1998: The Road goes on
Well, after all… the Z1 is shipping for quite a while now - but it does not really fulfill the promises that the OASYS has made 1994. It seems that the time for the OASYS concept has not come yet… be it due to the lack of good algorithms or the lack of processing power.
In the meantime, two outstanding products are shipping, which come closer to the OASYS synthesizer (albeit from different sides) than the current KORG synthesizers. The first one is the Clavia Nord Modular, the first virtual modular synthesizer. It is a great one. Be sure to check it out.
The second one is created by Creamware, which debuted with the TripleDat HD recording system. They have released the SCOPE audio card, which is a PCI card with 14 AnalogDevices SHARC DSPs and the PULSAR, a PCI card with 6 AnalogDevices SHARC DSPs. SCOPE and PULSAR are modular DSP workstations. While the SCOPE environment allows you to create complete new algorithm parts (for instance, new filters or new oscillators), the PULSAR only allows you to use these components in a modular way. But nevertheless, there’s a lot to play with.
As far as I can see now, the purpose of this page has become a bit obsolete since there is no sign of an OASYS concept successor manufactured by KORG. Therefore, it is most likely that I won’t update this page anymore. Maybe there will be a new page dealing with the components of the studio of the future… we’ll see…
And just when you think a file is closed, there are new rumours floating around… rumours that KORG will introduce a new synthesizer on the Frankfurt Musikmesse 1999 in March. A successor to the OASYS… that is… a synth which comes a bit nearer to the OASYS than all the derivates before. I heard someone dropping the name “Odysseus”. Sounds interesting, but — of course — no specs or pictures, just speculations based on rumours by someone who has a friend who heard something.
1999/3: No, Triton
KORG introduced the new TRITON on the Musikmesse 1999. An updated Trinity V3 with better sampling capabilities. IMHO just another boring variation on the subject workstation… ahh… I begin to hate this term. While it was fun to play with these things (I was really happy when I produced the first track with my M1… ages ago), nowadays, I don’t think there’s a feasible alternative to working with computer based sequencers.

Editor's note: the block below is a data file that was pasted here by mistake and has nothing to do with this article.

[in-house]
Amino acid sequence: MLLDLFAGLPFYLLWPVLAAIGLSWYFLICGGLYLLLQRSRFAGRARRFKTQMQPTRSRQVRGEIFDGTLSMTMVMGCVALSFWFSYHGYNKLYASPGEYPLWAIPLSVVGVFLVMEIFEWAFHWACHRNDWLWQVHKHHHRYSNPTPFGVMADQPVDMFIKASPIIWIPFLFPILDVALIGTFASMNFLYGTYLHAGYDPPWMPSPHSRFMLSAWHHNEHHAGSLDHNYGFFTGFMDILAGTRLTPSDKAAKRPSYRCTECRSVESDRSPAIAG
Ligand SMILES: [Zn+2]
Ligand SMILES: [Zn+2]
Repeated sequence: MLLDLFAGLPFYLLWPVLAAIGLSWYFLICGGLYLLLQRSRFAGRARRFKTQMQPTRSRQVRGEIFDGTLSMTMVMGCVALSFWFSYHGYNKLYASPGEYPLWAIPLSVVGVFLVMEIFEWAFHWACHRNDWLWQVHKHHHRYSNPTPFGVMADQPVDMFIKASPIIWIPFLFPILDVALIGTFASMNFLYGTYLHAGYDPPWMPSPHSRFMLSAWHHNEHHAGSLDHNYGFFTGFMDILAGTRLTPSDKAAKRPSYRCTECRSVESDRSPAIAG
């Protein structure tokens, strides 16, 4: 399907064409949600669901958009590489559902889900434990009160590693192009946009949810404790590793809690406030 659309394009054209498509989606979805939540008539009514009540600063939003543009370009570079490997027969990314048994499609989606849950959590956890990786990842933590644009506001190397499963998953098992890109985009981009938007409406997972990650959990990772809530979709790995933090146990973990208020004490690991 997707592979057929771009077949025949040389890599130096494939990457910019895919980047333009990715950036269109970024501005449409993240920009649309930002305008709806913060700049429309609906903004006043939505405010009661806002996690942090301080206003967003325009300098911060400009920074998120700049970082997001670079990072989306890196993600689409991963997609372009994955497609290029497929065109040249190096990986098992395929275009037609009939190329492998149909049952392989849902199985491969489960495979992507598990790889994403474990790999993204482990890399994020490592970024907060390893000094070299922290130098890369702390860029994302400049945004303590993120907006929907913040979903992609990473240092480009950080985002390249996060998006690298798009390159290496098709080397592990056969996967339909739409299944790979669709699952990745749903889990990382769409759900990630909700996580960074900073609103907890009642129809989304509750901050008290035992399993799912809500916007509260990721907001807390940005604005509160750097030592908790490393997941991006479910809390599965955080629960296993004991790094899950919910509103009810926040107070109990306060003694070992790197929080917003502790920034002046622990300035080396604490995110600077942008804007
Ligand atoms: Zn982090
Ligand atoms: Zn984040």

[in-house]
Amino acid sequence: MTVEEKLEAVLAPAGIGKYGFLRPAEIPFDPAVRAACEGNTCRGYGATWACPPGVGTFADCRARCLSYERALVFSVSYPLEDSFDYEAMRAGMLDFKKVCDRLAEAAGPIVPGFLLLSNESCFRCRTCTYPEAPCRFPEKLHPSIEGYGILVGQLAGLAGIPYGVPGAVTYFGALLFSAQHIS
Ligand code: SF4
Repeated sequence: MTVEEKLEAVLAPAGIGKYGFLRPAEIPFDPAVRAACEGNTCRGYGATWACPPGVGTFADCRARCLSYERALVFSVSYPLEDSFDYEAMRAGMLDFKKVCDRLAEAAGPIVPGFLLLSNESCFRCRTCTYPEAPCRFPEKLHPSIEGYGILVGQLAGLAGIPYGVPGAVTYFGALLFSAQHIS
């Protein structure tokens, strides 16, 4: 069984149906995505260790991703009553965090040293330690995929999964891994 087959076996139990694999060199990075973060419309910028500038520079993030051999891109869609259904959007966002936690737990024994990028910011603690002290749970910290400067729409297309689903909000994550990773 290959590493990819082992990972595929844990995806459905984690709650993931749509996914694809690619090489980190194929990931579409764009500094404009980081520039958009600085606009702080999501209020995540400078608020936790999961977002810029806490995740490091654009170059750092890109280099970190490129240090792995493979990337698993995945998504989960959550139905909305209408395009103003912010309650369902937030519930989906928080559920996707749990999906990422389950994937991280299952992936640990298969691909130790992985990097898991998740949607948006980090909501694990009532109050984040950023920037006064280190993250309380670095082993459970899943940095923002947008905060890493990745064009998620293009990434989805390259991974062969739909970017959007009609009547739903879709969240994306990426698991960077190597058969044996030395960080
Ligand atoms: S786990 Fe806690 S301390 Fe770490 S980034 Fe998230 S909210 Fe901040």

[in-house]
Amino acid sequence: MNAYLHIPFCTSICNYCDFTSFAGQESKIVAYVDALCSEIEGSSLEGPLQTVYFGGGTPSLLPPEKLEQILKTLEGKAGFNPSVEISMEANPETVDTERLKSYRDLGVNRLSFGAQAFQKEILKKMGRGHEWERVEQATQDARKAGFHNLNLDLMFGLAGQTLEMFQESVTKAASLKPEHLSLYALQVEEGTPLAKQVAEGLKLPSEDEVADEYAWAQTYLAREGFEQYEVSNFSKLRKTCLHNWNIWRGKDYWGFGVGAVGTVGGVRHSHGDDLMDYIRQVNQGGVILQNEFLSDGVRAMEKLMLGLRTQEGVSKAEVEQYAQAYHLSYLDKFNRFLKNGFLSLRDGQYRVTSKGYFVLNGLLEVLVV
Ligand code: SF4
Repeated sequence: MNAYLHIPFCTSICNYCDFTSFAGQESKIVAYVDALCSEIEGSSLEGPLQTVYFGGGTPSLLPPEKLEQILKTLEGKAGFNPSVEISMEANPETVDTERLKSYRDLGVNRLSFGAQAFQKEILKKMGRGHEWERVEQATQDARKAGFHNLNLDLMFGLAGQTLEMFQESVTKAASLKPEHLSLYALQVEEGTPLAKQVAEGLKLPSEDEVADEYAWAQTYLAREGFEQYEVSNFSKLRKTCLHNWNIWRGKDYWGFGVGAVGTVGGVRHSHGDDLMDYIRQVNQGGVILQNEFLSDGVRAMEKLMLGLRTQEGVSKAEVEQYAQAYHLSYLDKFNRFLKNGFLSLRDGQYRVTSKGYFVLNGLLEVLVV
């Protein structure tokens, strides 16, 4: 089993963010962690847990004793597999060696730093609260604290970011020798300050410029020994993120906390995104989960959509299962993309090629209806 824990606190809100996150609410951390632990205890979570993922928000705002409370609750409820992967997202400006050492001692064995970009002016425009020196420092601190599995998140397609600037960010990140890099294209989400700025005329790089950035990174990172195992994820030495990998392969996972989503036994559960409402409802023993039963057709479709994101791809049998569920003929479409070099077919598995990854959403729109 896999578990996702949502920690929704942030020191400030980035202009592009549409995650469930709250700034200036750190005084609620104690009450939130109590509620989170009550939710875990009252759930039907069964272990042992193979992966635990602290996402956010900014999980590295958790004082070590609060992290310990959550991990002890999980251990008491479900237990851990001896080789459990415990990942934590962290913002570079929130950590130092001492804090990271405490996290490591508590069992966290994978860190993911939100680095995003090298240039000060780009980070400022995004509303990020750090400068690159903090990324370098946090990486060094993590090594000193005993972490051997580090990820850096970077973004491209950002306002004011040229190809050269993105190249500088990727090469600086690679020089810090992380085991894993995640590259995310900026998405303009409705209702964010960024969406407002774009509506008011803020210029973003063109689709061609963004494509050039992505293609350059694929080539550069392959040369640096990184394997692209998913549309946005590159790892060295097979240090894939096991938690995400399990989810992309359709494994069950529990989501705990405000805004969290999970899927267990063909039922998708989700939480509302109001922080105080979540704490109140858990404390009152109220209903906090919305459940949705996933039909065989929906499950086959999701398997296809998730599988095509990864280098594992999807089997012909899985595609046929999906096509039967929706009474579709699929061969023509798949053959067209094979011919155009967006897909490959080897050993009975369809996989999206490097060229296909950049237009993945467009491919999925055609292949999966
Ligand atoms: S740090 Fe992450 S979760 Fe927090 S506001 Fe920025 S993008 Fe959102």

1999/6: OASYS PCI Card
Did you read the 1996 part of this website ? It says: “Several sources confirmed that Korg will NOT produce OASYS in its announced form. In the meantime, Korg has released portions of the OASYS concept in several products like the Wavedrum, the Prophecy, the Trinity, and there are rumours that the DSP and algorithm portion of OASYS will be released as a software synthesizer PCI-card.
Yes indeed, it seems that my “good informed” sources either were fortune-tellers or insiders. Anyway, it has happened: On the Summer NAMM 1999 — five years after the initial press release of the KORG OASYS keyboard — three years after my insider-information about the PCI card — KORG announced the OASYS PCI card, a PCI 2.1 compliant tone generation card. Not that I’m excited though…
2004/3: Ten years after
It’s been five years since the last news on this page. The OASYS PCI card has not been a success in the market. In the meantime, KORG released yet another interesting byproduct of the OASYS concept — the KORG KARMA.
Suddenly, after all this quietness, the codename OASYS starts floating around again… there is something in the pipeline!
2005: Congratulations, it’s a workstation
The KORG OASYS has been presented on NAMM 2005. Yes, it’s kind of cool. No, it’s not what we were waiting for since 1994. The third product with the name OASYS is a fully featured production studio… and it runs Linux!
[to be continued]